Union Boss Bob then evidently told Lorena and Tom to get out of the way.....he would show them how to run a campaign to defeat Prop A. He hired Sacramento consultants and lawyers and used a "slush fund" called the California Construction Industry Labor Management Cooperation Trust to finance the campaign. He spent somewhere around $1.2 million to run the campaign which included mail, radio ads, and TV. The campaign tried to emphasize the threat of losing state funds and how PLAs that eliminate competition are actually good public policy."
ABC's Bill Baber and CFEC's Eric Christian wrote a wonderful piece for the San Diego Business Journal that described this effort, called "Labor Union Leaders Create a Munchausen Problem for San Diego."
"Georgia Tech business professor Nathan Bennett coined the term "Munchausen at work" to describe employees who quietly cause problems so they can later take credit for fixing them. The Munchausen label is used because it resembles a psychological disorder (Munchausen Syndrome) in which sufferers seek attention by making up an illness.
Phred Dvorak of the Wall Street journal identified several "Munchausen at Work" symptoms. For example, the salesmen who withholds key information until the last moment and then steps in to save the day; or the manager who under minerelationships then leads the group session to "clear the air." These employees create the workplace "illnesses" so they can cure them and gain attention.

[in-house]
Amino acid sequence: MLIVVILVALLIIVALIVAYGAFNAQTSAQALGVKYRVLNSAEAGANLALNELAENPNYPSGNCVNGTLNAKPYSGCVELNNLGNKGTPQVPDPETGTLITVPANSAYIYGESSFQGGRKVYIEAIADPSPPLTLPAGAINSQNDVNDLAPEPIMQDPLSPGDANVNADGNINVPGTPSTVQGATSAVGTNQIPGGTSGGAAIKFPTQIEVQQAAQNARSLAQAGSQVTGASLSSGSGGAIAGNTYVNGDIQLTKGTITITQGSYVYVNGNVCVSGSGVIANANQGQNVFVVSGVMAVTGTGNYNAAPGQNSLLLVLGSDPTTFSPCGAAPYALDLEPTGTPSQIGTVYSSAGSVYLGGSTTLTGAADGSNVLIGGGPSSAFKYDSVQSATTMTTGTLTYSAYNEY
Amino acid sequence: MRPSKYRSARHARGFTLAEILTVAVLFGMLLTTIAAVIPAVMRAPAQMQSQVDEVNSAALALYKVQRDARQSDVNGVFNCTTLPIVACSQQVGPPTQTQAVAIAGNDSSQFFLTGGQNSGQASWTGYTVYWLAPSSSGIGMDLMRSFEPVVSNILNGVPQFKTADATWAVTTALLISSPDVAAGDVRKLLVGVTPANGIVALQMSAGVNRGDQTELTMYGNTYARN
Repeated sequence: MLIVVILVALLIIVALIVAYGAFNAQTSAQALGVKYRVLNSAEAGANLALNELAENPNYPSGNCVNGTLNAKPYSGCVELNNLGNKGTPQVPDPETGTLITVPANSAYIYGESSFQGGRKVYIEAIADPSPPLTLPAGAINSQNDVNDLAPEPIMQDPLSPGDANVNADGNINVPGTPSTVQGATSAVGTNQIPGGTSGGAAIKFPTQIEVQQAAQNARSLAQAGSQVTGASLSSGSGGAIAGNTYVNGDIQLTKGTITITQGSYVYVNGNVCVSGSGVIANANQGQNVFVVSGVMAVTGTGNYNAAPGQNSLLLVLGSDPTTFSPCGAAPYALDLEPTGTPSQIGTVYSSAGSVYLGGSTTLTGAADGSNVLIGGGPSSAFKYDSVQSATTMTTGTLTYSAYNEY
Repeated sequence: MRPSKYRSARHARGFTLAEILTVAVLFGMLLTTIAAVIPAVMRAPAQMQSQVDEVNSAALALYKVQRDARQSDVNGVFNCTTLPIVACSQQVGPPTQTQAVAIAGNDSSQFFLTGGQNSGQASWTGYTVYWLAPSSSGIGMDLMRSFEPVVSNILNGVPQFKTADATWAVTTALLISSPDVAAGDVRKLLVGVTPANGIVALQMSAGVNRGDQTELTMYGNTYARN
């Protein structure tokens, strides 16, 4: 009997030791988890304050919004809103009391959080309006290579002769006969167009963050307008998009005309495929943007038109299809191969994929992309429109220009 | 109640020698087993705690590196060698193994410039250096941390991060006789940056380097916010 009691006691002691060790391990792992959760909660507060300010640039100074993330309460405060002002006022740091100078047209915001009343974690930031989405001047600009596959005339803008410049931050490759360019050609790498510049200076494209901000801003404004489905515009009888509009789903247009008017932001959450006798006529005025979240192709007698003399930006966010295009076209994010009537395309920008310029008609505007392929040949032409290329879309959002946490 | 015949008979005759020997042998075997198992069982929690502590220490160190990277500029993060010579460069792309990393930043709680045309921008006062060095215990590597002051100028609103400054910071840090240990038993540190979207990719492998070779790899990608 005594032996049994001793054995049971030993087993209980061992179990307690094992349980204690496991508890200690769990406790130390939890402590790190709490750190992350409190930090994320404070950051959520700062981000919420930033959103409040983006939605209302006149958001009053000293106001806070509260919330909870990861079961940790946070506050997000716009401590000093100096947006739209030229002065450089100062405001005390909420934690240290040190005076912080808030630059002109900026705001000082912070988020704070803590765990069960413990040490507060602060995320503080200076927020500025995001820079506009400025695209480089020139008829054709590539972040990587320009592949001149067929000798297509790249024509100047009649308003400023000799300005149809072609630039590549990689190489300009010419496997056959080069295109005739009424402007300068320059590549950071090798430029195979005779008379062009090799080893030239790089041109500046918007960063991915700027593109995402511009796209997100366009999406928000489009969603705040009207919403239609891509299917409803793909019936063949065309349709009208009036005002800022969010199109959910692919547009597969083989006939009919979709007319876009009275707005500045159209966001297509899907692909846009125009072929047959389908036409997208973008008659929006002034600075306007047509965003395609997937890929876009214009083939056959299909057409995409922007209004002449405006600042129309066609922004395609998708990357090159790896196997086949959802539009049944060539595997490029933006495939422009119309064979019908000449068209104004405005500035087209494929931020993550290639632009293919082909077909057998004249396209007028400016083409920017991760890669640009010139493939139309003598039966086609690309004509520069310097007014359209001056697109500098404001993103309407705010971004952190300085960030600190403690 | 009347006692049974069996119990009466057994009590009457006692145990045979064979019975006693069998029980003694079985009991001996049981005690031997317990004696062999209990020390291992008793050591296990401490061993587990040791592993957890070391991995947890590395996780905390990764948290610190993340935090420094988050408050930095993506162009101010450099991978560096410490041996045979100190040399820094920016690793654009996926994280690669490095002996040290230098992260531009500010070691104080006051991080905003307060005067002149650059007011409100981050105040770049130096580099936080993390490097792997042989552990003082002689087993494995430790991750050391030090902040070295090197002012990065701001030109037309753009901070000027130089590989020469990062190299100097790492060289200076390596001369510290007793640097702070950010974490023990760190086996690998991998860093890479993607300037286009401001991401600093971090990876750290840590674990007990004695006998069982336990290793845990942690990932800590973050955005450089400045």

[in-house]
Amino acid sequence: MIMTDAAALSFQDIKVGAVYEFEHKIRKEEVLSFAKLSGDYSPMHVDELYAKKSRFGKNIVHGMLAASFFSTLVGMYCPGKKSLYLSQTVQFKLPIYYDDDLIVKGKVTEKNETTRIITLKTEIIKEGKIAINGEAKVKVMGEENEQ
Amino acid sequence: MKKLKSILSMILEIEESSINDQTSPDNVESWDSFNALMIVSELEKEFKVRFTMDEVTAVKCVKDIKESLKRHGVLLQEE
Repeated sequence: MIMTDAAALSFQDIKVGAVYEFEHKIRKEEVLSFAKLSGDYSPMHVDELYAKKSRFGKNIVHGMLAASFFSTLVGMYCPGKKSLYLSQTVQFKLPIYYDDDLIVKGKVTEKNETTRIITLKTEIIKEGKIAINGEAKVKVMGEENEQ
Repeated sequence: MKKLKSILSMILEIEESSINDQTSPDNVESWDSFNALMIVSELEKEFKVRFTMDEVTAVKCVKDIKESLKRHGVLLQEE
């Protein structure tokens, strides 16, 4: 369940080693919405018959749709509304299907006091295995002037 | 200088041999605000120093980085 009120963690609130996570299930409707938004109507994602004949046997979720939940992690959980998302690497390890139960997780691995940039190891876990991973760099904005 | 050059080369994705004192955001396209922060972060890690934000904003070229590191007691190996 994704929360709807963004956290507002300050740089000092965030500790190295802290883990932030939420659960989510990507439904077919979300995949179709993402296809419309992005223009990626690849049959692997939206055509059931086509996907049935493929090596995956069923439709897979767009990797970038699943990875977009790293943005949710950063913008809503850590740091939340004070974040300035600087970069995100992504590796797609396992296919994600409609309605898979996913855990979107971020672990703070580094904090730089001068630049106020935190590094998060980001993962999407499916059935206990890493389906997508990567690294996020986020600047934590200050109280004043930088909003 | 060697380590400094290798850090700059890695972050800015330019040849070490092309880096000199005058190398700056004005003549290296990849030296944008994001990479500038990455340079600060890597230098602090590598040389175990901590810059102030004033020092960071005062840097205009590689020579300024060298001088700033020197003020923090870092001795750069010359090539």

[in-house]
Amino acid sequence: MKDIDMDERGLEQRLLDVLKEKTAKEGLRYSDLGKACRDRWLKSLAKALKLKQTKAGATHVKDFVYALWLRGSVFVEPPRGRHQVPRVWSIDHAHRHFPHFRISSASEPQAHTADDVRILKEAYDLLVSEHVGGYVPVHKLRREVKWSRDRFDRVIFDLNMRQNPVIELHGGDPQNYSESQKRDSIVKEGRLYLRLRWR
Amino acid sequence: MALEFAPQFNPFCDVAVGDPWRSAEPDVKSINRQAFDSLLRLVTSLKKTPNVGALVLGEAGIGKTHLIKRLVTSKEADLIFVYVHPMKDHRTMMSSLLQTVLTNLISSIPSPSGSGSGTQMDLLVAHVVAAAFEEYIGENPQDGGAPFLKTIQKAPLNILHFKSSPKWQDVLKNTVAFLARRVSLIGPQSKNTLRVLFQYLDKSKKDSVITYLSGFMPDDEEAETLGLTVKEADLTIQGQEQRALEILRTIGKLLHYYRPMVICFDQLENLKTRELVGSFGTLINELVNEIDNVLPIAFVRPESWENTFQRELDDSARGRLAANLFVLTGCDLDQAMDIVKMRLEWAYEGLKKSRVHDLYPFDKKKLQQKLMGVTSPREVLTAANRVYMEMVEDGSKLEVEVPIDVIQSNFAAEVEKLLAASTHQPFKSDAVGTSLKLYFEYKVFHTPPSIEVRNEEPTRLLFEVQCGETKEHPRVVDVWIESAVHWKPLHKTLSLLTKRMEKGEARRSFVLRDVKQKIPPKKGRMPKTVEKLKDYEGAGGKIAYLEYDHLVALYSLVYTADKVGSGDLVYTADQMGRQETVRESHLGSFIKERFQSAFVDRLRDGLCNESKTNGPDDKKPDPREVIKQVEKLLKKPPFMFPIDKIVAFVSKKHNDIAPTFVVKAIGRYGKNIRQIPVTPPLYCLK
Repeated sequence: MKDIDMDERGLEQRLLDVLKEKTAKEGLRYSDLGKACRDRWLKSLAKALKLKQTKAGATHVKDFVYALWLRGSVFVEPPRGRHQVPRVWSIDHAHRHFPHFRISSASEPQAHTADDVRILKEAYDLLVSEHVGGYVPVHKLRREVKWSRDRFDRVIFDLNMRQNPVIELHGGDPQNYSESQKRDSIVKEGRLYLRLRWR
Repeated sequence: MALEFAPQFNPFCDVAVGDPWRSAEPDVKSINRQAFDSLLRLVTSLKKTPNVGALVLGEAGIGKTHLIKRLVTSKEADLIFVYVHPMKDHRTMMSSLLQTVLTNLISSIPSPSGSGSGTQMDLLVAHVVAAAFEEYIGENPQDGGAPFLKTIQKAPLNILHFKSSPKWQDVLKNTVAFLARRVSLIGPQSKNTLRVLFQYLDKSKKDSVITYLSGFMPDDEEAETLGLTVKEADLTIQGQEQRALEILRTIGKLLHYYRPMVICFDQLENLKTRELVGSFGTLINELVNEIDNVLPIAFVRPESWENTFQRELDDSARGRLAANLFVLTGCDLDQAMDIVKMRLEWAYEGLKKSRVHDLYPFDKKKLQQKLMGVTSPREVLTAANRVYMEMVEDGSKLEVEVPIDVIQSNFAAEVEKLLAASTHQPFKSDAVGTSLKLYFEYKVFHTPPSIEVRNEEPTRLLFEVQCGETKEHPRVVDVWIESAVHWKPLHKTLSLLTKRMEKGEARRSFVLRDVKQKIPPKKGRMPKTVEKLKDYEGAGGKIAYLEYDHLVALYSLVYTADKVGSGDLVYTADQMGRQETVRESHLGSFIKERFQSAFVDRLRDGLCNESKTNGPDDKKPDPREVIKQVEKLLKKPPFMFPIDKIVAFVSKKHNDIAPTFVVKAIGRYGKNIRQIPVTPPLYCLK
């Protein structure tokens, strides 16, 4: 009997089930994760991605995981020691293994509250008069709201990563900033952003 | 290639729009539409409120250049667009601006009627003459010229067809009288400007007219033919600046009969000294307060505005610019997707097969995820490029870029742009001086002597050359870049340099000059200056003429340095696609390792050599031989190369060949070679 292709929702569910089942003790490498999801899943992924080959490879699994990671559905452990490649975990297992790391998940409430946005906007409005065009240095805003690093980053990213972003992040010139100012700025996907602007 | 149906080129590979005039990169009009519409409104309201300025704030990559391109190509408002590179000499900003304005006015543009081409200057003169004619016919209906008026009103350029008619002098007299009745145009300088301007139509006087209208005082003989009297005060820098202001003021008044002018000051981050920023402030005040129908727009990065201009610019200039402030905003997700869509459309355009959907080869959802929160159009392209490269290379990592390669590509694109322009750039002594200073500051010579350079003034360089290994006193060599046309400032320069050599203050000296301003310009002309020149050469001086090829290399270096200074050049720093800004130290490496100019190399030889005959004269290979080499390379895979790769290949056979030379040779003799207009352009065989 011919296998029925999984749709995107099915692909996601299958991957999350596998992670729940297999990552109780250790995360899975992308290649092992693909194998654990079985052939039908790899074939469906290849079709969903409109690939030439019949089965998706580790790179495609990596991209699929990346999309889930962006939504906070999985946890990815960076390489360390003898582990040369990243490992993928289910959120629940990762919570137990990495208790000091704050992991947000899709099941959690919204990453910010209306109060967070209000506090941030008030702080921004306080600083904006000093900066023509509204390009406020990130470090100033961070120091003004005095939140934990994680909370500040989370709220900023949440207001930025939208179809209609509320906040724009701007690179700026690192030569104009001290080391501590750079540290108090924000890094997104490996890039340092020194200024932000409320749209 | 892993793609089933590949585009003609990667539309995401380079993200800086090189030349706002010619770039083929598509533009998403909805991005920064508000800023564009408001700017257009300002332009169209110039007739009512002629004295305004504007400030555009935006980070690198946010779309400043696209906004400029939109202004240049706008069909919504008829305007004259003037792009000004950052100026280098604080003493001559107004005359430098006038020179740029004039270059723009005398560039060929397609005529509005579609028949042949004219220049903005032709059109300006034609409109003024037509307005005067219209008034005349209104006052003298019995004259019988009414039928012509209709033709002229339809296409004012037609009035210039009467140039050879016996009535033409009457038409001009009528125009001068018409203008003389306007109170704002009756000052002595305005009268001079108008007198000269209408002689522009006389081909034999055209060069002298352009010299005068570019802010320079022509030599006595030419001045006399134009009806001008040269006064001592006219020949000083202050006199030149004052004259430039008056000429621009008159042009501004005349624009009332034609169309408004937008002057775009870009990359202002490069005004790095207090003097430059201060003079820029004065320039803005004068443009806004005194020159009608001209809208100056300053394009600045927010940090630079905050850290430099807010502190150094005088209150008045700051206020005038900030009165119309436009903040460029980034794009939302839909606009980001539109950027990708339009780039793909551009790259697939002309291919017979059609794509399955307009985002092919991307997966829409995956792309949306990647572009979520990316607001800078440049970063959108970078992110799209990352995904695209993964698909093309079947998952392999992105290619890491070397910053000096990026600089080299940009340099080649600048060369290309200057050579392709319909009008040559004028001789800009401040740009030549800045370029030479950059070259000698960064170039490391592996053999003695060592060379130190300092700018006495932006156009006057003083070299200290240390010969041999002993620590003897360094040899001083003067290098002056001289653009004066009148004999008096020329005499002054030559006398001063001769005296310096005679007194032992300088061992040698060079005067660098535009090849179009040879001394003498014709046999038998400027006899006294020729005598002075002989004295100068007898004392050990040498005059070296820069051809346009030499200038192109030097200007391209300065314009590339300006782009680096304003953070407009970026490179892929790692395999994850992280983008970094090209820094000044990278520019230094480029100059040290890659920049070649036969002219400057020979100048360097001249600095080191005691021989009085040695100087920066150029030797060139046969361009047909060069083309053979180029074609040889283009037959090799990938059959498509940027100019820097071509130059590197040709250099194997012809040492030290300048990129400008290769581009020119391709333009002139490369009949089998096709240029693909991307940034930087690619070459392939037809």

To expand upon Bennett's theory, I offer an example of "Munchausen in politics." The San Diego County Building and Construction Trades Council AFL-CIO helped cause a problem that they now promise to fix for San Diego.
Local Big Labor bosses are asking voters to reject Proposition A - the Fair and Open Competition ordinance - because they claim this is the only solution to a new law (SB 892) that they believe could eliminate construction funds for cities that won't consider costly project labor agreements. The Munchausen label is apt here because local Big Labor bosses like Lorena Gonzalez and Tom Lemmon actively lobbied to pass the law that they are now worried about. They are offering to save the City from the problem they created.
SB 829 is the latest attempt by labor-backed lawmakers to "game the system" against San Diego reformers. After heavy Union lobbying, this "gut and amend" bill passed the State Senate and Assembly on a straight party line vote. Several members on the floor of the Assembly vigorously questioned the constitutionality of a bill that would interfere with the independence of charter cities to manage their own public contract decisions. The entire "No on A" campaign is funded by the same labor groups that sponsored SB 829.
This new law has glaring constitutional problems, and no law like it has ever been upheld in California's history, but those facts are irrelevant to union bosses. It was amazing that they were able to create this problem just in time to allow the "No on A" campaign to solve it at the June 5th election. Union bosses complain about the dangers of SB 829 but fail to mention they sponsored the law.
Prop A is about construction competition that is fair, open, and transparent. We call on local union bosses to be fair, open, and transparent and confess that they helped create the "illness" that they now claim to cure. We hope the voters will see through this hypocrisy, let the Court handle the unconstitutional SB 829, and allow Prop A's reforms to help save San Diego taxpayers money on its City construction projects while protecting worker rights in the process."
One of the more interesting "takes" on the outcome was from the Labor Feds "representative" - here. Please note her explanation that they were "outspent 7-1" is a lie that unfortunately, the reporter failed to catch.
Here is coverage from the victory press conference.